The central beliefs of Islam are monotheism and Muhammad's status as the "seal of the Prophets," that is, the final prophet to whom God revealed messages for the spiritual guidance of humanity. Jesus Christ and the prophets of the Old Testament are also accepted as Islamic prophets. Muslims who profess belief in God and Muhammad's prophethood, pray regularly, and live by Islamic ethical and moral principles are assured that their souls will find eternal salvation in heaven. *

People who obey God's commandments and live a good life will go to heaven after death; those who disobey will go to hell. All souls will be resurrected for a last judgment at the end of the world. Muslims view themselves as followers of the same tradition preserved in the Judaic and Christian scriptures, accept the prophetic roles of Ibrahim (Abraham), Musa (Moses), and Isa (Jesus), and view Islam as the final statement of revealed truth for the entire world.*

Regulation of the Muslim community rests primarily on rules in the Quran, then on authenticated tales of the conduct (sunna ) of the Prophet Muhammad, then on reasoning, and finally on the consensus of opinion. A pious Muslim strives to follow a code of ethical conduct that encourages generosity, fairness, chastity, honesty, and respect. Certain acts, including murder, cruelty, adultery, gambling, and usury, are considered contrary to Islamic practice. Muslims also are enjoined not to consume carrion, blood, pork, or alcohol. *

Islam, God and Monotheism

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Islam is a monotheistic religion, This means that its followers believe in one supreme God — and this God only. The God of Islam is called Allah, a name that comes from the Arabic phrase al-ilah, meaning "the One True God."

Muslims believe that Islam is the religion of God, possessing his final and complete word, the Koran, and his final prophet, Muhammad. Thus, while God's revelation had been revealed previously and covenants had been made with other communities, such as Jews and Christians, Muslims believe that Islam possesses the fullness of truth. [Source: John L. Esposito “Worldmark Encyclopedia of Religious Practices”, 2000s,]

Judaism and Christianity are also monotheistic religions. The foundation of the Islamic faith is the belief that: "There is no God but Allah, and Muhammad is his prophet." Tied to this belief are the themes which are repeated again and again, the Oneness of God, One in his nature, the only Real and Eternal. One reason Islam frowns upon idols and rival religions is that these are challenges to the belief that there is one only God, Allah.

A Muslim stands in a personal relationship to God; there is neither intermediary nor clergy in orthodox Islam. Those who lead prayers, preach sermons, and interpret the law do so by virtue of their superior knowledge and scholarship rather than any special powers or prerogatives conferred by ordination.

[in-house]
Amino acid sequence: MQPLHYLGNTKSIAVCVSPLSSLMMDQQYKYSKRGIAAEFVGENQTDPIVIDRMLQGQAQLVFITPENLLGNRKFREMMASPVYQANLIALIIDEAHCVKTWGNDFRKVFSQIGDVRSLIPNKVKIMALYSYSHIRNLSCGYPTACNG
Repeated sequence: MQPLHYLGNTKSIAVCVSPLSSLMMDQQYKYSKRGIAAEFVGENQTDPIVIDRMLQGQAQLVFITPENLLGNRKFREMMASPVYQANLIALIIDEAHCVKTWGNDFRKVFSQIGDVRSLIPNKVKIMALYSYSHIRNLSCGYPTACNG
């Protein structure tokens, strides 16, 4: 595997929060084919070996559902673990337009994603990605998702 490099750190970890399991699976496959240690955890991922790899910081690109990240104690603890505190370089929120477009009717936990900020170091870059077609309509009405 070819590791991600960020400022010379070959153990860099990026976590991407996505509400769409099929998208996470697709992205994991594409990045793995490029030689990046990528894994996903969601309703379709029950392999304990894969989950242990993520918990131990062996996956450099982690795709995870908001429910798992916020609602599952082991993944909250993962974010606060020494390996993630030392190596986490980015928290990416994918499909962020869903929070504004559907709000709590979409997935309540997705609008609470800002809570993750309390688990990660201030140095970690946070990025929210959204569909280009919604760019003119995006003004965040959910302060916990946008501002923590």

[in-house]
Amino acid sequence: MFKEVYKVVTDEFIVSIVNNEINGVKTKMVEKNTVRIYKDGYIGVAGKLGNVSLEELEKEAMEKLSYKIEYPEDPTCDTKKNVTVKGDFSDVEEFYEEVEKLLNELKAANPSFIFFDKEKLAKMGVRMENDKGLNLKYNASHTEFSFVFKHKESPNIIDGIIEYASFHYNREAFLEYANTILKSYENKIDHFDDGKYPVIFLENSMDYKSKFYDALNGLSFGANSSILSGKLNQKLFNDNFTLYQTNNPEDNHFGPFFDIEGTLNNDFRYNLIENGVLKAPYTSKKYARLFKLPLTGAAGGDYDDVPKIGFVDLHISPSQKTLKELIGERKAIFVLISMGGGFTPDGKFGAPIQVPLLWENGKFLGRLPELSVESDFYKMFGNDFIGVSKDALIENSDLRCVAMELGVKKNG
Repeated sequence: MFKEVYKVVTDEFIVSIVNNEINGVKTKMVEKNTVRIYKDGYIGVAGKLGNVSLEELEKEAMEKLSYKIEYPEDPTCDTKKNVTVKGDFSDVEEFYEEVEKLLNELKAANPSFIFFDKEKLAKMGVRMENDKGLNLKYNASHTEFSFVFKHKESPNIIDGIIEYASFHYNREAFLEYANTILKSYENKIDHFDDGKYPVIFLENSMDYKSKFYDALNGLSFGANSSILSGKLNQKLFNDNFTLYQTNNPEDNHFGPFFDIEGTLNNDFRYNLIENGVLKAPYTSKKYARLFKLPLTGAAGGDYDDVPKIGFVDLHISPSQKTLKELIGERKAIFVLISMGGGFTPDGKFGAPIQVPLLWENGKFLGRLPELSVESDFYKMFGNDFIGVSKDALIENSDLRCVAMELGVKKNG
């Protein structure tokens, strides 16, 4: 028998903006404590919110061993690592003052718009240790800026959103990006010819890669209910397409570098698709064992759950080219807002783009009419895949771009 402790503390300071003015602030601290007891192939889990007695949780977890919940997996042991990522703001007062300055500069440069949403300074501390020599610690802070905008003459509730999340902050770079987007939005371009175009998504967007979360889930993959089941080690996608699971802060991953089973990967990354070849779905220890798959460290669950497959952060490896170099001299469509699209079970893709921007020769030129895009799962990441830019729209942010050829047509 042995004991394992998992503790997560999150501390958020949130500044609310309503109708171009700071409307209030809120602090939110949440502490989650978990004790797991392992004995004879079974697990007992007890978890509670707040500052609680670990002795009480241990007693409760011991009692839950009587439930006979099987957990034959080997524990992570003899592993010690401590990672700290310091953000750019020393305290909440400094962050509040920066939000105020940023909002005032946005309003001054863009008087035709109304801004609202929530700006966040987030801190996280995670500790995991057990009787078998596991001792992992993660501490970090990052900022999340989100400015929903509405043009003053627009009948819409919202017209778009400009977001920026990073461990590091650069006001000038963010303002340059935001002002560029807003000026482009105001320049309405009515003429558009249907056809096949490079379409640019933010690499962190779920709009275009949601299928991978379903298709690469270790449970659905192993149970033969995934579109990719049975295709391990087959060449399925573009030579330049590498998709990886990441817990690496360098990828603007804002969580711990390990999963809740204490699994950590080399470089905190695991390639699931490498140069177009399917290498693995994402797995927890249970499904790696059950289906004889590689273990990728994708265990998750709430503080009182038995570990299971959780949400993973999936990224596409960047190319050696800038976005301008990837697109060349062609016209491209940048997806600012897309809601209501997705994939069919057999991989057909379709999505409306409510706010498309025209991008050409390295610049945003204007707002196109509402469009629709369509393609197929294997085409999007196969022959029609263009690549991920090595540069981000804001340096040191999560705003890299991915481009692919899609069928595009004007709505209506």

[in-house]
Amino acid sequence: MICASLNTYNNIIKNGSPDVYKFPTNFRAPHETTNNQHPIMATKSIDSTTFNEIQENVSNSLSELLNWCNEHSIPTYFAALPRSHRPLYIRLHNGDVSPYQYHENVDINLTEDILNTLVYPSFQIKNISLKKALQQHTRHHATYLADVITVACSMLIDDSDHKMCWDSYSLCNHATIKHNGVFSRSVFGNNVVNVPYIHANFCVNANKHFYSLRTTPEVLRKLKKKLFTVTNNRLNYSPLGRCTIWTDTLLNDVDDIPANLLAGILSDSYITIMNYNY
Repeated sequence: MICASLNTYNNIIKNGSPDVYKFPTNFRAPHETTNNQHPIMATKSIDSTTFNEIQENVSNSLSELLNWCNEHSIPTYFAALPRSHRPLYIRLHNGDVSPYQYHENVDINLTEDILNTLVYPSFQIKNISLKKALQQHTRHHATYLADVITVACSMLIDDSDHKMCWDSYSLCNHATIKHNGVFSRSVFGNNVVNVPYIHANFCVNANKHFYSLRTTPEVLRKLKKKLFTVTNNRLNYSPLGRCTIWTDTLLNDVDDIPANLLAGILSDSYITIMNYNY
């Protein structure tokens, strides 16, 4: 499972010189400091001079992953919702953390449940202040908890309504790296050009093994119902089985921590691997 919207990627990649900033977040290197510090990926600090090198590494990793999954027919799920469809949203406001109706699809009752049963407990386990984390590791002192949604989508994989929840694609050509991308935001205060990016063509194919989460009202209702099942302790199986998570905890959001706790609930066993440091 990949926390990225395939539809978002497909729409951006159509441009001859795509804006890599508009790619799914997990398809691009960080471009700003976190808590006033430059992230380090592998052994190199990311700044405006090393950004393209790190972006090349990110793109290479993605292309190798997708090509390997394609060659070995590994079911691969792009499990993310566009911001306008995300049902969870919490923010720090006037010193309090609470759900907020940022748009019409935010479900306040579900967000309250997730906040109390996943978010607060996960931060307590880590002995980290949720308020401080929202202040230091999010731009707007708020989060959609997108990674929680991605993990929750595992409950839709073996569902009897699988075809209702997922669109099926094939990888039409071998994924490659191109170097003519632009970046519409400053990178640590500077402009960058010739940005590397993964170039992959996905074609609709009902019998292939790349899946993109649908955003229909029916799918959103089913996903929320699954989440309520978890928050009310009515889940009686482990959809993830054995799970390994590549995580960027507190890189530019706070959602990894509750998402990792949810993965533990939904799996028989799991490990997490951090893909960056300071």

Role of Muhammad in Islam

Muhammad viewed himself as a sort of religious guide. He never say himself as the leader of a religion and abhorred the idea of being an object or worship. Charles F. Gallagher wrote in the International Encyclopedia of the Social Sciences: Muhammad’s position as the sole communicant of God’s word to man is attested in the basic Muslim profession of faith: “There is no God but God and Muhammad is His Prophet.” This credo, although it does not occur in a single phrase in the Qur’ān itself, has become the foundation of Muslim self-identification. It differentiates the believer from the nonbeliever and Islam from other religions by emphasizing that Muhammad is not one prophet among many but the seal of the prophets and that the revelation given to him was the ultimate and unchangeable exposition of divine will. [Source: Charles F. Gallagher, International Encyclopedia of the Social Sciences, 1960s,]

Muhammad is called the "seal of the Prophets"; his revelation is said to complete for all time the series of biblical revelations received by the Jews and the Christians. Prophets and sages of the Judeo-Christian tradition, such as Abraham, Moses, and Jesus (Ibrahim, Musa, and Isa, respectively, in the Arabic Islamic canon) are recognized as inspired vehicles of God's will. Islam, however, reveres as sacred only God's message, rejecting Christianity's deification of the messenger.

The function of the hadīth (a law or idea based on the words or actions of Muhammad) reinforced this position, as may well have been one of its main purposes, by preserving for later generations a portrait of the personality of Muhammad in warm and simple details which link the believer to him in an atmosphere of pious affection that has grown through the centuries. Through the device of the hadīth, which contrasts strongly with the formalism and transcendentalism of the Qur’ān, Muhammad is kept from becoming a dim historical figure; he emerges as a venerable, just, but understandable human leader of his flock. In this way Islam maintains the principle of the strictest monotheism, while tempering it with a human touch which, to judge by the historical experience, has fulfilled the needs of ordinary Muslims in all ages.

It is true that this devotion has sometimes seemed to approach adulation or even outright worship, particularly in the past century, when a new consciousness of Christianity led some Muslim biographers of Muhammad to present his life in ways that clearly reveal the influence of the story of Jesus. However, both orthodox Muslim thought and the practice of the masses have kept the fine distinction between ceremonial veneration and anthropolatry.

Muhammad meets prophets